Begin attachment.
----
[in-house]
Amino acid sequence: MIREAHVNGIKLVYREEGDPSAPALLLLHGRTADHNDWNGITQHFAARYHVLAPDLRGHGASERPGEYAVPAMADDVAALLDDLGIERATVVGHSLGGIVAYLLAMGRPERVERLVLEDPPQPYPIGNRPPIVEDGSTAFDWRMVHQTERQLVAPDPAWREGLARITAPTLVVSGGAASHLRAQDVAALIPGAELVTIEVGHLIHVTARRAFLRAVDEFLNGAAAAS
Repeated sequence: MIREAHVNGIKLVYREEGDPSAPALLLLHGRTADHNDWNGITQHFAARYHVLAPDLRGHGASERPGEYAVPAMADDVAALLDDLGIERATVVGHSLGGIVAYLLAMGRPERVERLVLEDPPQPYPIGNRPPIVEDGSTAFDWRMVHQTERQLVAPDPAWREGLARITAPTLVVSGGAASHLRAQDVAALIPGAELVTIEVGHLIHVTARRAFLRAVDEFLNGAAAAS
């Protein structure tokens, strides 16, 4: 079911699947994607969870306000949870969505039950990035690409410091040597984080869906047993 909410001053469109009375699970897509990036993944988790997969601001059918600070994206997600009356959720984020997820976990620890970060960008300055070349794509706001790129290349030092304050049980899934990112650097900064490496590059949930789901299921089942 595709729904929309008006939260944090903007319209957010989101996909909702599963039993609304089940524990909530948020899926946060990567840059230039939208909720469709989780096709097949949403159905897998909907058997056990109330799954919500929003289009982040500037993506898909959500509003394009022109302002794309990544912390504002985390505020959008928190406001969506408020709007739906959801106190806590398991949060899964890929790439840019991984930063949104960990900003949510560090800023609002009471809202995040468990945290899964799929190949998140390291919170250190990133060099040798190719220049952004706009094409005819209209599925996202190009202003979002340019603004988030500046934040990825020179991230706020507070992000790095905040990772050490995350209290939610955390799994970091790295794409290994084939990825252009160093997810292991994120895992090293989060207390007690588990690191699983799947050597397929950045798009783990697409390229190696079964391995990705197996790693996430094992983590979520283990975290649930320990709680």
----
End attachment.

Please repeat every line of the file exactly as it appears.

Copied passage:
[in-house]
Amino acid sequence: MIREAHVNGIKLVYREEGDPSAPALLLLHGRTADHNDWNGITQHFAARYHVLAPDLRGHGASERPGEYAVPAMADDVAALLDDLGIERATVVGHSLGGIVAYLLAMGRPERVERLVLEDPPQPYPIGNRPPIVEDGSTAFDWRMVHQTERQLVAPDPAWREGLARITAPTLVVSGGAASHLRAQDVAALIPGAELVTIEVGHLIHVTARRAFLRAVDEFLNGAAAAS
Repeated sequence: MIREAHVNGIKLVYREEGDPSAPALLLLHGRTADHNDWNGITQHFAARYHVLAPDLRGHGASERPGEYAVPAMADDVAALLDDLGIERATVVGHSLGGIVAYLLAMGRPERVERLVLEDPPQPYPIGNRPPIVEDGSTAFDWRMVHQTERQLVAPDPAWREGLARITAPTLVVSGGAASHLRAQDVAALIPGAELVTIEVGHLIHVTARRAFLRAVDEFLNGAAAAS
């Protein structure tokens, strides 16, 4: 079911699947994607969870306000949870969505039950990035690409410091040597984080869906047993 909410001053469109009375699970897509990036993944988790997969601001059918600070994206997600009356959720984020997820976990620890970060960008300055070349794509706001790129290349030092304050049980899934990112650097900064490496590059949930789901299921089942 595709729904929309008006939260944090903007319209957010989101996909909702599963039993609304089940524990909530948020899926946060990567840059230039939208909720469709989780096709097949949403159905897998909907058997056990109330799954919500929003289009982040500037993506898909959500509003394009022109302002794309990544912390504002985390505020959008928190406001969506408020709007739906959801106190806590398991949060899964890929790439840019991984930063949104960990900003949510560090800023609002009471809202995040468990945290899964799929190949998140390291919170250190990133060099040798190719220049952004706009094409005819209209599925996202190009202003979002340019603004988030500046934040990825020179991230706020507070992000790095905040990772050490995350209290939610955390799994970091790295794409290994084939990825252009160093997810292991994120895992090293989060207390007690588990690191699983799947050597397929950045798009783990697409390229190696079964391995990705197996790693996430094992983590979520283990975290649930320990709680």